The sign says that it is "forbidden" (the large red word) to feed the gazalles. For some people (like this guy), it is merely a suggestion.

As I continued I passed one of several army firing ranges. No action today but one tank was spotted (I hope it wasn't "forbidden" to take this picture).

A typical view of Timna Park from the road

A bird's eye view of Timna Park

Here it is - the (ahem) Tabernacle

How the Shekinah sees the Tabernacle

The distant mountains of Jordan (looking eastward)

Timna Park's "Solomon's Pillars" (which, unfortunately are neither pillars nor have they anything to do with King Solomon)

Although the trip took much longer than I hoped, I made it back to put the kids to bed. Not bad for one day.

Thursday, December 21, 2006

Time to Get the Family Swimming Lessons

A JPost article reports that although the Mediterranean is not a major ocean, tsunamis do occur on Israel's coast.

A tsunami hits Israel's coast on the average of once every 200 years, with the last recorded one on November 25, 1759; the affected the coast of Israel and the Nile Delta and was caused by an earthquake on the border between Syria and Lebanon.
(Hmm, I'm no mathematician, but...nevermind.)

So, what we need is a Tsunami Early-warning System:
A tsunami early-warning system, if and when it is installed, has to take into account a variety of mechanisms that can cause tidal waves and the various distances from Israel where the geological shocks originate.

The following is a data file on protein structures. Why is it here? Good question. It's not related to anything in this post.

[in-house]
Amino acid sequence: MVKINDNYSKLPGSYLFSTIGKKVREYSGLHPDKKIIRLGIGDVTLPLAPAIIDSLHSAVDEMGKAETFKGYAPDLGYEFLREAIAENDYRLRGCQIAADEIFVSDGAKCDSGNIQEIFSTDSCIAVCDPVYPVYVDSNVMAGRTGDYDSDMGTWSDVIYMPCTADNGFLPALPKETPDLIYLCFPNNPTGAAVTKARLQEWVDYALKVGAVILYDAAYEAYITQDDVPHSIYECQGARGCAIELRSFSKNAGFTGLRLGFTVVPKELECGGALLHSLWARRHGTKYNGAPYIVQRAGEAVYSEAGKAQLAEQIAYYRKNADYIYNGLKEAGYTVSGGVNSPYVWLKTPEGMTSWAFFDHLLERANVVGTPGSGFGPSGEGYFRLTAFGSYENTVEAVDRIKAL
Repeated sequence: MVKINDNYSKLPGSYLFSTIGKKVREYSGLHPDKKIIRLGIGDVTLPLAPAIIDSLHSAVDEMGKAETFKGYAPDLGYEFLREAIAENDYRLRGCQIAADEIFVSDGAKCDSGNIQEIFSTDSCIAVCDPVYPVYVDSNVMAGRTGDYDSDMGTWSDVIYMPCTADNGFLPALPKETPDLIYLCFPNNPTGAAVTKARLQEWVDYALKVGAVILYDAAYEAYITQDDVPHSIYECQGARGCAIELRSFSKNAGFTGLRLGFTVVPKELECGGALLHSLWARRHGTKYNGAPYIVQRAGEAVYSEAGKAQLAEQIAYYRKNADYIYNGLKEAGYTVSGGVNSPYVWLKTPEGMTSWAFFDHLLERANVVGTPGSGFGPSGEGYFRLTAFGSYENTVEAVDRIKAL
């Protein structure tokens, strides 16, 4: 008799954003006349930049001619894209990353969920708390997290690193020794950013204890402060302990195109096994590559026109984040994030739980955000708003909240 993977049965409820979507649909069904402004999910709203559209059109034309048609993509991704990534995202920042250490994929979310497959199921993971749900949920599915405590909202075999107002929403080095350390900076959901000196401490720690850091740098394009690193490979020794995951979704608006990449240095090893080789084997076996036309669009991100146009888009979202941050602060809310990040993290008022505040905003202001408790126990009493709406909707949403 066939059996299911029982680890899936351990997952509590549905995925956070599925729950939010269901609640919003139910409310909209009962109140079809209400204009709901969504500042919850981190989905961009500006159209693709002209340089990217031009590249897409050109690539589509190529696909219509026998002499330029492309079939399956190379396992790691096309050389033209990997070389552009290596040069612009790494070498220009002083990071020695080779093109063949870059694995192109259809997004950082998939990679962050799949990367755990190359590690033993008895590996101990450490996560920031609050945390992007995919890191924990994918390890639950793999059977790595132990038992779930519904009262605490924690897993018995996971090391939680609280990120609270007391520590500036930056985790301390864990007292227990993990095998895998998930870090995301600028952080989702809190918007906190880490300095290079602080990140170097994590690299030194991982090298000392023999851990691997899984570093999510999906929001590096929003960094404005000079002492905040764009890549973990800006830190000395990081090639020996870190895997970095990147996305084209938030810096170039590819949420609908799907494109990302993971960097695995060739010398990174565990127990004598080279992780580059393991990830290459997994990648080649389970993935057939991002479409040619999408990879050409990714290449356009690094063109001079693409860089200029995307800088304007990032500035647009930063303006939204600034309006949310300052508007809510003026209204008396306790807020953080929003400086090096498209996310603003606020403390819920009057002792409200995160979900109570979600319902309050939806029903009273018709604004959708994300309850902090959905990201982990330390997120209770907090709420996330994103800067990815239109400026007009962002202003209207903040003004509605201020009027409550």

In most cases, the researchers said, when the shock was close, the best early-warning system would be the earthquake itself. In those cases when the sea actually recedes, this is an additional warning of a coming tsunami.
OK, let me get this straight: we need an alert system from tsunamis but not one for rockets. In nearly 4 weeks of the current "cease-fire" there have been 40 rockets fired at Israel (most hitting open fields and doing no damage, thankfully). It seems that the Palestinian understanding of a "cease-fire" means that Israel ceases firing while they shoot their rockets at Israel. Maybe someone should have read the fine print on that agreement.

Update - I stand corrected. Today there certainly was damage by a rocket fired from Gaza:
Three Palestinian were lightly injured Thursday morning after a rocket hit their home in the northern Gaza Strip, medical sources told the Palestinian news agency Maan.

Eyewitnesses said that the rocket accidentally hit the home of the al-Masri family in Beit Hanoun, injuring the pregnant mother, who suffered a miscarriage, and her two children.

According to the sources, the house and its surroundings suffered damage.
What a shame, but we can only hope that they will draw some lessons from this.